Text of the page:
For a long time, I watched jealously as my friends racked up miles on their credit cards and traveled the world. I wasn’t a big spender, so it seemed it would be years before I’d be able to score even the cheapest clearance-sale flight -- like a weekend in Detroit, in February.
Then, I got serious about becoming a travel-hacking “miles ninja” and, with a few simple tricks, I’m now flying high. In fact, in just the first six weeks of 2015, I added nearly 25,000 miles to my USAir Dividend Miles account -- without any binge shopping . That’s enough for a domestic round trip anywhere in the U.S.!
Want to give travel hacking a try for yourself? Here’s how I did it.
I’d been using two credit cards to earn miles: Capital One’s Venture card and a USAirways MasterCard.
Venture famously gives you two miles for every dollar you spend. Looks like a great deal, right? I thought so, too, so I used the USAir card only to buy USAir flights and products, which earned me double miles and Zone 2 boarding. I thought this was a clever, well-reasoned strategy.
But then I realized my error. Venture charges a lot more miles than USAir to book a flight. After using the Venture card as my main credit card for four years, including using it to buy all the building materials to renovate a big house and earning a 50,000-mile sign-up bonus, I had 129,000 miles -- enough to buy one round-trip ticket to Scotland.
That looks OK, except trips to Europe on USAir start at 60,000 miles -- so earning “double miles” on Venture is essentially the same as earning single miles on my airline card. Once I realized this, I started noticing incredible offers and bonuses from airline credit cards -- opportunities to rack up miles a lot faster.
Once I chose the card with the best value for me, I started using it for all my spending, quickly earning more miles.
Many airlines offer online shopping portals; when you click through to retailers from your favorite airline’s portal, you can earn points on your purchases.
Even better, the retailers regularly make insane offers of bonus points for your purchases. For example, from December 15, 2014, to January 15, 2015, PetSmart offered USAir cardholders 15 miles per $1 spent, with no limit on miles you could earn. During that time, I practically melted my card swiping it at Petsmart, buying a year’s worth of kibble and canned food for my Chihuahua and Pomeranian plus 150 pounds of wild birdseed.
But you can only buy so much pet food for yourself -- and you don’t want to go broke chasing miles! Here’s the secret: Crowd-source additional orders to earn more points. During the PetSmart promotion, I called all my pet-crazy friends and offered to do their Petsmart shopping for them -- and in the process, I earned a ton more miles.
Just before PetSmart’s promotion, an online ink vendor was offering 20 miles per $1 spent. If I’d been alert, I’d have asked all my friends and family if they needed ink cartridges -- and I’d have even offered them a slight discount to make it a big win-win for all of us. It’s not hard to spend $100 on ink cartridges, and every $100 would have earned me 2000 miles. I’m sad I missed out on that one, but I know another great offer will pop up soon.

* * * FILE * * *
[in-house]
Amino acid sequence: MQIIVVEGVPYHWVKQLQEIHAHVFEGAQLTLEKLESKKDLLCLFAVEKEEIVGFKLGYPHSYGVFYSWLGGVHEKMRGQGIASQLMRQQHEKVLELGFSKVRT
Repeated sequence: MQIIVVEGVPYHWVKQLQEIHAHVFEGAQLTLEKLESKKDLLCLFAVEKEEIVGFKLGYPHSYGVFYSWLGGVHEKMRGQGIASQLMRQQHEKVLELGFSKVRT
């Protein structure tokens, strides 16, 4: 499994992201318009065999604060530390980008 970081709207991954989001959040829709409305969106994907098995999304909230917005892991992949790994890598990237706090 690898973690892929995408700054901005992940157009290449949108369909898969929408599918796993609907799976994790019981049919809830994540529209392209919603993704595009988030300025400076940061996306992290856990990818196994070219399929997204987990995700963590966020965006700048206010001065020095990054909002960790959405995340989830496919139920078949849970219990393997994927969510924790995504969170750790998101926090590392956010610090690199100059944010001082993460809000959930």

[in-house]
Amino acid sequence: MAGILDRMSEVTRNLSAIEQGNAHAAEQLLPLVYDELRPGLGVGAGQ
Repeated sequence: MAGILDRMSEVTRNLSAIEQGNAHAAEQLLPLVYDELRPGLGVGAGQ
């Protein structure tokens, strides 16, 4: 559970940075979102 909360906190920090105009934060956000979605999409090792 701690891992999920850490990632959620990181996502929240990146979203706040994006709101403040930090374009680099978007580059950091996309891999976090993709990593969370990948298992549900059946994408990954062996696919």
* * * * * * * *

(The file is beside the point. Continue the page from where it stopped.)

Find these promotions for yourself on Delta’s Skymiles Shopping, USAir’s Dividend Miles Storefront, United Airlines’ Mileage Plus Shopping, Southwest’s Rapid Rewards Shopping, JetBlue’s ShopTrue, and Virgin Atlantic’s Elevate Fly Store.
This hotel booking site offers a ton of miles when you book a hotel through them and complete the stay. RocketMiles offers fewer hotels to choose from than you’d find on some other big hotel-booking sites, but I consider this a plus as I have often hit my head on the keyboard after passing out in my sixth hour of over-researching hotels!
However, the prices are the same as you’d pay on other booking sites, and you can earn up to 5,000 airline miles per night.
When you want to book, simply enter the city you’re visiting, your check-in and check-out dates, and your favorite airline rewards program. You’ll see a list of hotels with the miles you could earn displayed along with the room prices, making it easy to decide which room to book for the most rewards.
You get 5,000 miles when you sign up, book and complete your first stay. If you share your referral link with your friends, you’ll get 1,000 miles each time one of them signs up and completes a stay.
Recently, I discovered I had 3,000 old Starwood points from a stay at a Sheraton a few years ago. Actually, not just old -- expired. I called Starwood to see if they would restore them, and they did! Immediately, I went to Starwood’s website and converted the points to USAir miles. The conversion rate will vary with the miles program, but Starwood almost always gives a 1:1 exchange, so I got 3,000 miles.
Many other hotel points can also be converted to miles. You won’t always get a great exchange rate, but if you’re not using the points to stay in hotels, why not put them to work helping you fly for free?
Piling up miles, like so much of life, is about timing. You’ll see low-miles-earning opportunities all the time, like filling out surveys. But to make the big scores, stay alert and be ready to pounce when businesses run promotions.
Your Turn: Have you earned a lot of airline miles or points? What are your best strategies?
Gail Anthony Greenberg is a recovering marketing exec and current house-flipper who dreams of a world where we can all live well without needing piles of money.